5 Things You Didn't Know About The Battle of Iwo Jima

On February 19, 1945, U.S. Marines invaded Iwo Jima and engaged in one of the most important battles of World War II. Find out what you didn’t know about Operation Detachment, the success of which brought American forces within 660 miles of Japan...


The Medal of Honor Was Awarded to 27 Men For Valor at Iwo Jima The Battle of Iwo Jima accounted for 1/3 of all Medal of Honor awards for U.S. Marines in WWII.  27 U.S. Marine Corps and Navy personnel were awarded Medal of Honor, the highest military decoration in America, for their heroics in the Battle of Iwo Jima. On February 19, 1985, an event was held to mark the 40th anniversary of the landing on Iwo Jima. Called “Reunion of Honor”, it was attended by veterans from both sides that fought the battle.

The Battle of Iwo Jima Was The Costliest Battle in The U.S. Marine Corps On the first day of the battle, Lt. General Holland Smith predicted that capturing Iwo Jima would cost up to 15,000 casualties among American troops. In fact, he was way off; the battle made casualties of one in four U.S. troops, a staggering ratio when you consider that their forces numbered close to 100,000. Over 23,000 of them were U.S. Marines, with close to 6,000 dead, making it the costliest battle in the history of the Marine Corps. On the other side, Japanese forces are believed to have numbered over 21,000 at the start of the battle. Only about 1,000 were taken prisoner. The other 20,000 were killed or committed suicide.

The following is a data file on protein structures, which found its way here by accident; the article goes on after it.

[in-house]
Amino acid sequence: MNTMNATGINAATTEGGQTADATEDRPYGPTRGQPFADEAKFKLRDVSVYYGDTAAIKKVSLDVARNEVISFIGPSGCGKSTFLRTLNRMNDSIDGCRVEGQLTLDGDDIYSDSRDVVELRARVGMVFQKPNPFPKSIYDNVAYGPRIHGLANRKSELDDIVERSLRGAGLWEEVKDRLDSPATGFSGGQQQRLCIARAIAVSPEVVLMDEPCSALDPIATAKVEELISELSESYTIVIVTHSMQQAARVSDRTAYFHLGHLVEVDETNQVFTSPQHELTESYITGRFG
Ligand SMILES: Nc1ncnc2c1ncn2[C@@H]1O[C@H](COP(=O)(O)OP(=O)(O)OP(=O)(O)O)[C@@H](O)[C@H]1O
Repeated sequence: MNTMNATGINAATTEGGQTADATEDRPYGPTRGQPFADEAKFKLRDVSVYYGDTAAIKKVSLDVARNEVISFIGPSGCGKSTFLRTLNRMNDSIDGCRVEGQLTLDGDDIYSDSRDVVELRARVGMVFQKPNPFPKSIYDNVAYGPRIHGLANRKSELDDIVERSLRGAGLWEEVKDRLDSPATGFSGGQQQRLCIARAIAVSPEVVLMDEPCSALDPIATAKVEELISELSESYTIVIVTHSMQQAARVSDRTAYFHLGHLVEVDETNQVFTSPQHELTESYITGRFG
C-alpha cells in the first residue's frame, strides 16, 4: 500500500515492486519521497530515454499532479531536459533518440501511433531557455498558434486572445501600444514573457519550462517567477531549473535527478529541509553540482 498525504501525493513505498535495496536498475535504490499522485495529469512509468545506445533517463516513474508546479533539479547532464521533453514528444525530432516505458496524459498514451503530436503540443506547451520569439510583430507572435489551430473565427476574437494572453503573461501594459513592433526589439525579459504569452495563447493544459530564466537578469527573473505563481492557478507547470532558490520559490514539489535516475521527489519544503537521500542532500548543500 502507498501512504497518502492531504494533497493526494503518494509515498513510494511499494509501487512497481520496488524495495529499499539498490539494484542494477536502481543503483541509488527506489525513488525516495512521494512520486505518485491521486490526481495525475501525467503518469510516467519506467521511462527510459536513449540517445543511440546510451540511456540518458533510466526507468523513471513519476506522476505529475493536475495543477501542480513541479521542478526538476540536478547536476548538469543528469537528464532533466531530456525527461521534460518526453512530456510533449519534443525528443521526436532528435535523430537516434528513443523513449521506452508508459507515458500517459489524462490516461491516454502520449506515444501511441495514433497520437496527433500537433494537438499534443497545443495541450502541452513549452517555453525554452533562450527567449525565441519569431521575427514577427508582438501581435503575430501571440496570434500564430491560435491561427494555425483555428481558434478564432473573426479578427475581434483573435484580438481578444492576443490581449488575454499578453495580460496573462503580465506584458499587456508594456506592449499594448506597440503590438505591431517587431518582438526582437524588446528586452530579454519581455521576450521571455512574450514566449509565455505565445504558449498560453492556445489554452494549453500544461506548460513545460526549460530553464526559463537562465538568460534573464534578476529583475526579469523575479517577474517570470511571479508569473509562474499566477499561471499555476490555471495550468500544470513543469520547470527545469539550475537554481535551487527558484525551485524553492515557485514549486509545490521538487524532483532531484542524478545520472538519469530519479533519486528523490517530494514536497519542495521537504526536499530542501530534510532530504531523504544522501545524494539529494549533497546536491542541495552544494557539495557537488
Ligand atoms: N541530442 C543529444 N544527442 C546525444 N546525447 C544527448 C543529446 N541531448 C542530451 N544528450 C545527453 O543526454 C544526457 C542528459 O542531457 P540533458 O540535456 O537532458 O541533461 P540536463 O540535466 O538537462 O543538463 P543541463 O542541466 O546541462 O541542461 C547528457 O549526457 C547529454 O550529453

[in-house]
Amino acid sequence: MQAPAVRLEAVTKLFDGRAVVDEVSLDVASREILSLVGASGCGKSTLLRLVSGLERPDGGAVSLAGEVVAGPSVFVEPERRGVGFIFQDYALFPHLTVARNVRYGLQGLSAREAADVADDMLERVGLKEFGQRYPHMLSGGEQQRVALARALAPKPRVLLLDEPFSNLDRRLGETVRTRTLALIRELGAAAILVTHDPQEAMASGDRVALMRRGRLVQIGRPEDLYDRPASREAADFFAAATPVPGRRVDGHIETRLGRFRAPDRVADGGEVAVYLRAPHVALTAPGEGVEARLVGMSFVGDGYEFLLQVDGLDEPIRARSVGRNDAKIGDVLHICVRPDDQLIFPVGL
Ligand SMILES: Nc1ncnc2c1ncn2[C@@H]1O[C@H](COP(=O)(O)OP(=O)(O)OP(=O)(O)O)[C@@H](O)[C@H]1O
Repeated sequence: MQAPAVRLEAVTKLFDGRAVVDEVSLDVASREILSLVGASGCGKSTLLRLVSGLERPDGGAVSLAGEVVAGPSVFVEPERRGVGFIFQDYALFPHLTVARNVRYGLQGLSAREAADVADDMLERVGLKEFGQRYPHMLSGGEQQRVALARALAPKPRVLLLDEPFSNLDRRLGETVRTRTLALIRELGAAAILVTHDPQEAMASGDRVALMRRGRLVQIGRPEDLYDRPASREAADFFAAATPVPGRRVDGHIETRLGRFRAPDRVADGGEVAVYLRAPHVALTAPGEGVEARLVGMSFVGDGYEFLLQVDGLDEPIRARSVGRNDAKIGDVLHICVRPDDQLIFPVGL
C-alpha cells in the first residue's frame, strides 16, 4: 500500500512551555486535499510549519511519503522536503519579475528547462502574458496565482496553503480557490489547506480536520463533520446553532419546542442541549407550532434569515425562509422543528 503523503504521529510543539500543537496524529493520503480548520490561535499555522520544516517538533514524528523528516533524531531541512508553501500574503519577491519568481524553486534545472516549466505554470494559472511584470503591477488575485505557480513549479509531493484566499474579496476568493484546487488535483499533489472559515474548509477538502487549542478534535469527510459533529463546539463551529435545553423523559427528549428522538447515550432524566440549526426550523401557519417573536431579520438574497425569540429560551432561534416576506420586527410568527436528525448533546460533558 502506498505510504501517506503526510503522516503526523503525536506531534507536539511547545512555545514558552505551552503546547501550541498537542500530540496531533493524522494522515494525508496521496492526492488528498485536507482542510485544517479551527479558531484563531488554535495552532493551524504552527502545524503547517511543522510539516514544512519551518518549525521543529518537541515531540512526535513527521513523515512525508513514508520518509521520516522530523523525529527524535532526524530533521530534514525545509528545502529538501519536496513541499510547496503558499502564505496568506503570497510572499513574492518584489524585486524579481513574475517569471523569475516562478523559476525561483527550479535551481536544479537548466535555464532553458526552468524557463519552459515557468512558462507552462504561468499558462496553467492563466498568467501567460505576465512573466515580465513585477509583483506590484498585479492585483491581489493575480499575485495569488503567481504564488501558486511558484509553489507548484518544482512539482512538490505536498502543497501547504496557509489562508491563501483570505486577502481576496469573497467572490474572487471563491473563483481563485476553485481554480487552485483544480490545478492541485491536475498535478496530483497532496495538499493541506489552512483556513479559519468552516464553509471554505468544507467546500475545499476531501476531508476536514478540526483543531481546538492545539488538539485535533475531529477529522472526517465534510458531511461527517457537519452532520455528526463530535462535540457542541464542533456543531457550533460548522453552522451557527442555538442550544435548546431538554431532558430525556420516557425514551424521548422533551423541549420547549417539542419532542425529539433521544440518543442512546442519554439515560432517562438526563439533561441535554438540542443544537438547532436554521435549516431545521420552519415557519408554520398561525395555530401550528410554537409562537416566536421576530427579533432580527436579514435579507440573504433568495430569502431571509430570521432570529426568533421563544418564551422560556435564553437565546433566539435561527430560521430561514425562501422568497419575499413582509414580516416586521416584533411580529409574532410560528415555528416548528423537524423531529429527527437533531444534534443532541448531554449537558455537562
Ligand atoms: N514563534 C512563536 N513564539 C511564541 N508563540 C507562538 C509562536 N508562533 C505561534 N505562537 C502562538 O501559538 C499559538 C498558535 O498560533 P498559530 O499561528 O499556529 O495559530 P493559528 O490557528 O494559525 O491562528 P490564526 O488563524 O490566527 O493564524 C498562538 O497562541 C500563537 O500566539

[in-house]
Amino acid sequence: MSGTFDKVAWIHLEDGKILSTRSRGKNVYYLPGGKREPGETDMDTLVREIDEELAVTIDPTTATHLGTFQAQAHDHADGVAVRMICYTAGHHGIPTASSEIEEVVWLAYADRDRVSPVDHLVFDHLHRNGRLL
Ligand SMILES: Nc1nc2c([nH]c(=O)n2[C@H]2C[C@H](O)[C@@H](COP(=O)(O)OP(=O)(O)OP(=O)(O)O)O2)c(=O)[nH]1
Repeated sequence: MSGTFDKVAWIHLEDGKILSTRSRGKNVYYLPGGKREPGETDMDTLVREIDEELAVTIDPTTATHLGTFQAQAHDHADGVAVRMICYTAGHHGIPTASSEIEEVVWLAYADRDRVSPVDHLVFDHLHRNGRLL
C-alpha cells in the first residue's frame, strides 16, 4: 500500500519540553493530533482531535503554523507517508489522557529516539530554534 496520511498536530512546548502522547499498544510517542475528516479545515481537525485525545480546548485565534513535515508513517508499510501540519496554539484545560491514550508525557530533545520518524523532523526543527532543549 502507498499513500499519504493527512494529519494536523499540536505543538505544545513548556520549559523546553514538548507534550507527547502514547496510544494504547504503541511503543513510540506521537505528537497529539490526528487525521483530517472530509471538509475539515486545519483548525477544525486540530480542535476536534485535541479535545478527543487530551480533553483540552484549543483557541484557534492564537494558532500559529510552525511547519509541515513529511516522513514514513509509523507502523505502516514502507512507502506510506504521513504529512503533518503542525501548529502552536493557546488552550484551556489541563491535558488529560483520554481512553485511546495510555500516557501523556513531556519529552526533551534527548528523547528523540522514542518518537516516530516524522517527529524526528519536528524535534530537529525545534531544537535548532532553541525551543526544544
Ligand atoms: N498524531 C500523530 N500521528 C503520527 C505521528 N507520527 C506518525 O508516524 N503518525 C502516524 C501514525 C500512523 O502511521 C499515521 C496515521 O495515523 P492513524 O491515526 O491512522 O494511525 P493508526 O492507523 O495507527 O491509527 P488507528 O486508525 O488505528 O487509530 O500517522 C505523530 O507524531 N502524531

The United States Transferred Ownership of Iwo Jima Back to Japan Although the battle for Iwo Jima resulted in more than 26,000 American casualties, including 6,800 dead., the island was returned to Japan after 24 years. When Eisaku Sato, the Japanese Premier, visited America in 1968, President Lyndon Johnson gave Japan some small islands captured during the war, including Iwo Jima. Veterans of the battle from Japan and the United States hold a reunion on Iwo Jima every year.

Two Japanese Soldiers Didn’t Surrender Until 1949 American forces outnumbered the Japanese troops, but Japanese soldiers prepared and fortified the island in advance. They dug extensive caves and a warren of tunnels in which to hide and move around. Two Japanese soldiers who participated in the 1945 Battle of Iwo Jima stayed hidden in the tunnels and caves for nearly five years, avoiding detection by U.S. forces.

Navajo Code Talkers Were Credited With Winning the Battle of Iwo Jima Navajo code talkers used their native language to relay coded messages during the battle. It was so successful that Major General Howard Connor said that without the Native Americans, the Marines could never have captured Iwo Jima. Lt General Seizo Arisue, the Japanese chief of intelligence, admitted after the war that while they broke the Air Force code, they failed to break the Navajo code, making it one of a select few codes in history to remain unbroken.